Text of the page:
Three Hamilton students have been named Barry M. Goldwater Scholars for the 2007-08 academic year. Juniors Marco Allodi, Kristin Alongi and Dan Campbell are among 317 scholars from across the U.S., bringing to 10 the number of Goldwater Scholarships awarded to Hamilton students since 2001. The scholarship is the premier national undergraduate award in the fields of mathematics, the natural sciences and engineering.
Goldwater Scholars were selected on the basis of academic merit from a field of 1,110 mathematics, science and engineering students who were nominated by the faculties of colleges and universities nationwide. The Scholarship Program honoring Senator Barry M. Goldwater was designed to foster and encourage outstanding students to pursue careers in the fields of mathematics, the natural sciences or engineering.
Marco Allodi, a chemical physics major, conducts research with George Shields, the Winslow Professor of Chemistry. As a result of working in Shields' lab, Allodi has presented research at the MERCURY conference, a national undergraduate computational chemistry conference held each year at Hamilton, and at the Hamilton chapter of Sigma Xi's poster session for student research in Fall 2005. He also attended the Sanibel Symposium in Florida in Feburary where he presented a poster on his most recent isoprene and methane research. Allodi was first author on a paper published in Journal of Physical Chemistry A (2006) "Do Hydroxyl Radical-Water Clusters, OH(H2O)n, n=1-5, Exist in the Atmosphere?".
Allodi is the recipient of a Hans H. Schambach Scholarship, awarded with admission to 10 members of the entering class based on academic promise; the Charles A. Dana Prize Scholarship; the Phi Beta Kappa Book Prize; and has been named to the Dean's List from 2004 to 2007.
He is a member of Tau Kappa Epsilon fraternity for which he has served as chaplain, secretary and philanthropy chair; the College Choir; the Tae Kwon Do club; an RA for pre-freshman summer science researchers; Hamilton Christian Fellowship; Chemistry Society, and Spanish Club. After graduation from Hamilton Allodi plans to pursue a Ph.D. in physical chemistry, then research and teach at the college level.
Kristin Alongi, a chemistry major, began conducting computational research with Chemistry Professors George Shields and Karl Kirschner in 2005, after her freshman year, and has continued the work throughout her junior academic year. She has also collaborated with Dr. Theodore S. Dibble, a faculty member in chemistry at SUNY College of Environmental Science and Forestry.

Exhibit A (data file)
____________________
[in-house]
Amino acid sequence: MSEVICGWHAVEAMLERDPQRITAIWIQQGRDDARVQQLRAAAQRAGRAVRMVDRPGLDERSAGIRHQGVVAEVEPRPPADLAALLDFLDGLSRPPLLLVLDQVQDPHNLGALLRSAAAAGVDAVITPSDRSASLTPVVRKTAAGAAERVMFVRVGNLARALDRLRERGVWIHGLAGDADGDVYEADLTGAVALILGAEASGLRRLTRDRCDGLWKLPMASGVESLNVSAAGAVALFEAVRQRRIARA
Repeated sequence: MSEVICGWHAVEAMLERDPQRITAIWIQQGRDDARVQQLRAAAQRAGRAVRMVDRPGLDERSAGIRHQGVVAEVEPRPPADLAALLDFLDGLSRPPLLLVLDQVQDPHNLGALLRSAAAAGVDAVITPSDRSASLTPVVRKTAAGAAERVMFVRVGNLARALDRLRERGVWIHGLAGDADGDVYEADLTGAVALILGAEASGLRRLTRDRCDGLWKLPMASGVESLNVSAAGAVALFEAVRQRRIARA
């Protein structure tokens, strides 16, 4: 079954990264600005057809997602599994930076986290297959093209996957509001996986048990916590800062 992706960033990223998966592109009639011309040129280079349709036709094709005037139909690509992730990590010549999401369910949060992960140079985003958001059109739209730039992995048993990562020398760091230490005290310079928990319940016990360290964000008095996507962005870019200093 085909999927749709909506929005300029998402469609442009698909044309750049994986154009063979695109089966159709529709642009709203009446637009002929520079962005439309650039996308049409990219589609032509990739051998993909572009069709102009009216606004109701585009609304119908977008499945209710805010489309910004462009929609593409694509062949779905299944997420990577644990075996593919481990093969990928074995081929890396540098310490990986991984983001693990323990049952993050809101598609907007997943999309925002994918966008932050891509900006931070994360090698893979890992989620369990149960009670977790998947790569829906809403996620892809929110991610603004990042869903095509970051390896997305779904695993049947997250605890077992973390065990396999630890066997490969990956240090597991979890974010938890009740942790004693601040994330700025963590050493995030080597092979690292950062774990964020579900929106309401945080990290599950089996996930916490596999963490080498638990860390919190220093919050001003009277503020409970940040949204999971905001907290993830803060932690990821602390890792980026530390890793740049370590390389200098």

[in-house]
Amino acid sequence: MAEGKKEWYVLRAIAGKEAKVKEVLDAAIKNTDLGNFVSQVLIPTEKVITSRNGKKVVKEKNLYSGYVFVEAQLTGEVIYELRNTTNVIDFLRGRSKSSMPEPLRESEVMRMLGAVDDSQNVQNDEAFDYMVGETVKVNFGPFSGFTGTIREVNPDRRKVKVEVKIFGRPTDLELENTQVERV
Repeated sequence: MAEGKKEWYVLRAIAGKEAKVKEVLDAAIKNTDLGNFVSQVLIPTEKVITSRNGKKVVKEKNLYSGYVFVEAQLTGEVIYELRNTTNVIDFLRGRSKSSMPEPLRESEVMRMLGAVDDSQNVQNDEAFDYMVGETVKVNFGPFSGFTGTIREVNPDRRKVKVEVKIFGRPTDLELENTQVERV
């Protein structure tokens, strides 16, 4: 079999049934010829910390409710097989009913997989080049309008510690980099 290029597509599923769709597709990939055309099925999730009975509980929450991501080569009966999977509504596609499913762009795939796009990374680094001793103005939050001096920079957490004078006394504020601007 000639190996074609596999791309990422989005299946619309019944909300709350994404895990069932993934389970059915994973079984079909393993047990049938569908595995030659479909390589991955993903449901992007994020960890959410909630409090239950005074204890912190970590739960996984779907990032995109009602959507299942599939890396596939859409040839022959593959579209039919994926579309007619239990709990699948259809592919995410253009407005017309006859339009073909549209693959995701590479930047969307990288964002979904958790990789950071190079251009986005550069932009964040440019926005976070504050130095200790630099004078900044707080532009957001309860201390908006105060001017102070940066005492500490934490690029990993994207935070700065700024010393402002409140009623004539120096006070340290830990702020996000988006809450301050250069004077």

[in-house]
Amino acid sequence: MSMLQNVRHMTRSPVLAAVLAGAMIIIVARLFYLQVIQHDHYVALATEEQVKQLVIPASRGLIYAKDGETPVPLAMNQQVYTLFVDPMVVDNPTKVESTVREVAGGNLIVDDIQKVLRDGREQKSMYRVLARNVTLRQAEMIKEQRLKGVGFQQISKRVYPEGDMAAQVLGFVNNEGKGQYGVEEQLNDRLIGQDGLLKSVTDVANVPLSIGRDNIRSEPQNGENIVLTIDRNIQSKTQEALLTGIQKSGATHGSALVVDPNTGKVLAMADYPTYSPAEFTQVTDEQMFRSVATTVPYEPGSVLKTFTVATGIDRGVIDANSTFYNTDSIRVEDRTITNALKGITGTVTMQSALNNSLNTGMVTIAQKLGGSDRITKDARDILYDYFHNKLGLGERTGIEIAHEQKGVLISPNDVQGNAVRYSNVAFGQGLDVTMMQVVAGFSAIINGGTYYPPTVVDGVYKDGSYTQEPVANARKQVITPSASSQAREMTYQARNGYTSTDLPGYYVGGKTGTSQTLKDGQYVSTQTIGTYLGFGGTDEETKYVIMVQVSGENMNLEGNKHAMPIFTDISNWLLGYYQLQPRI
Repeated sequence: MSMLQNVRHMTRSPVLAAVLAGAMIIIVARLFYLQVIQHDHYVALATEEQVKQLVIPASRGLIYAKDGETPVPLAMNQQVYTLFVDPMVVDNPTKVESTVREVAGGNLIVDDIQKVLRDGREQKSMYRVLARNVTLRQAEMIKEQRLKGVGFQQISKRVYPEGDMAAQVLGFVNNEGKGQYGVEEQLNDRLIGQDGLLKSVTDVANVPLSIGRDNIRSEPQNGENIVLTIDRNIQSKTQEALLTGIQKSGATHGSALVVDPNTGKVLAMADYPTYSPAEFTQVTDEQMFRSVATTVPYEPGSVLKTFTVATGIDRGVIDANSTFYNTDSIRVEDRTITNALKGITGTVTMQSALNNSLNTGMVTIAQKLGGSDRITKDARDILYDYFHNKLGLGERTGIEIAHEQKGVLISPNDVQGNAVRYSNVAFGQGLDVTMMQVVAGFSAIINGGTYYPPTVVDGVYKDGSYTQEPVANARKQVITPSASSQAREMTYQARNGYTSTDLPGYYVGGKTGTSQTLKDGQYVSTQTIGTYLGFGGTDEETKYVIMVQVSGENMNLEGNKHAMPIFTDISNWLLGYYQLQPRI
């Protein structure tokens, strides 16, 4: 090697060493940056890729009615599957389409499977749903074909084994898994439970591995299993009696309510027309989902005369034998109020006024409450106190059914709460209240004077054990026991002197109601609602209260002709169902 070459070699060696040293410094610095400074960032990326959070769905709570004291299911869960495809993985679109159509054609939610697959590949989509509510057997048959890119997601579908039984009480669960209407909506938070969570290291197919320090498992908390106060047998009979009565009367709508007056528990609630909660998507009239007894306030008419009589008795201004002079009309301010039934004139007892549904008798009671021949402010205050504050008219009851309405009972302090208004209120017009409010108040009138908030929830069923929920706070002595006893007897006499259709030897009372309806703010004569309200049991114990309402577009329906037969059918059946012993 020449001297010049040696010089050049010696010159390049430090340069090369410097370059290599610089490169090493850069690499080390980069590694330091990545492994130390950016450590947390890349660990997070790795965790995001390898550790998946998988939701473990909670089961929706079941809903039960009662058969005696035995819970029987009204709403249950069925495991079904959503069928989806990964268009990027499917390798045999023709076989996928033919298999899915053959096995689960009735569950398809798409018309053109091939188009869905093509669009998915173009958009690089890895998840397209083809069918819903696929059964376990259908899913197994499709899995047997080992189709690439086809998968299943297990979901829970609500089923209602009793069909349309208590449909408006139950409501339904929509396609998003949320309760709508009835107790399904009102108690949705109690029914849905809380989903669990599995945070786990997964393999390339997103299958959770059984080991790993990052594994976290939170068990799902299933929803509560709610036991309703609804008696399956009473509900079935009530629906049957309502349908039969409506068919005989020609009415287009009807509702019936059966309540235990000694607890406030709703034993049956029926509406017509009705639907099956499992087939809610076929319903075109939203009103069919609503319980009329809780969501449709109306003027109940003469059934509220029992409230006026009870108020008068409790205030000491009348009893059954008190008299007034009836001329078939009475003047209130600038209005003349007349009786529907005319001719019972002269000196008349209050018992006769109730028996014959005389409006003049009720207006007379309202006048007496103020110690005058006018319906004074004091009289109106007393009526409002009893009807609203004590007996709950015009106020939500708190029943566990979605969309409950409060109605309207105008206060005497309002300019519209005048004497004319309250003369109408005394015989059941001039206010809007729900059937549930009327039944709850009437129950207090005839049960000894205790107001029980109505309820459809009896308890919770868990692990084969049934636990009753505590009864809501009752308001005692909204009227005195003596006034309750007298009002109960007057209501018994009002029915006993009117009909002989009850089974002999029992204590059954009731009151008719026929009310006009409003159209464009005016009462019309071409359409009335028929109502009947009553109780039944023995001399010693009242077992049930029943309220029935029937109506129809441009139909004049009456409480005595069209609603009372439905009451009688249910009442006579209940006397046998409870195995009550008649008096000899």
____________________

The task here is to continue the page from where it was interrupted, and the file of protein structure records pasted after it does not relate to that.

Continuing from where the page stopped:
Alongi has presented her research at the MERCURY Conference at Hamilton College and at the ACS March 2006 National Meeting in Atlanta, Ga. In Feburary, she presented her pKa project at the International 2007 Sanibel Symposium. To diversify her research experience, Alongi will conduct food science research at Cornell University this summer to study the chemistry involved in food absorption, consumption, and preservation and its affects on the body. She is first author on a paper, "Exploration of Potential Energy Surfaces, Prediction of Atmospheric Concentrations, and Prediction of Vibrational Spectra for the HO2---(H2O)n (n=1-2) Hydrogen Bonded Complexes," in Journal of Physical Chemistry A., 2006.
She is the recipient of the CRC Press First-Year Prize in Chemistry; ACS and Joint Polymer Education Committee Award for excellence in Organic Chemistry; Phi Beta Kappa Book Prize given to the top 10 students; the Brockway Prize; recipient of a National Science Foundation Summer Research Grant in 2006; Research Corporation Stipend in 2005; Benjamin Walworth Arnold Prize awarded to student with the highest academic record in the first-year class; was named a Levitt Scholar; and a member of the Deans List.
Alongi is a member of Association for Women in Science and on its executive board; the American Chemical Society Student Chapter; a grader for chemistry, vector calculus and calculus; and a volunteer with Project SHINE, in Utica where she taught English to refugees. She plans to pursue a Ph.D in a discipline of food science and to become a research professor after her graduation from Hamilton.
Dan Campbell, a physics major, served as a research assistant to Hamilton Physics Professor Ann Silversmith during the summer of 2005. He co-authored an article "5D3--7FJ emission in terbium-doped sol-gel glasses" in the Journal of Luminescence, Vol 121, Issue 1, November 2006.
During the summer of 2006 Campbell was the recipient of a National Institute of Standards and Technology (NIST) Physics Lab Summer Undergraduate Research Fellowship.
Campbell received the Harvey Cameron Prize in Physics for most promising experimental physicist in 2006; the Phi Beta Kappa Book Award in 2005; and is recipient of a Siuda Foundation Scholarship. A Dean's List student, Campbell is a member of the Capoeira Club and served as president; a violinist with the Hamilton Orchestra; and a member of the Hamilton Outing Club.
After graduating from Hamilton he plans to pursue a Ph.D. in the optical or solid state branches of experimental physics with the goal of performing research in one of those two fields.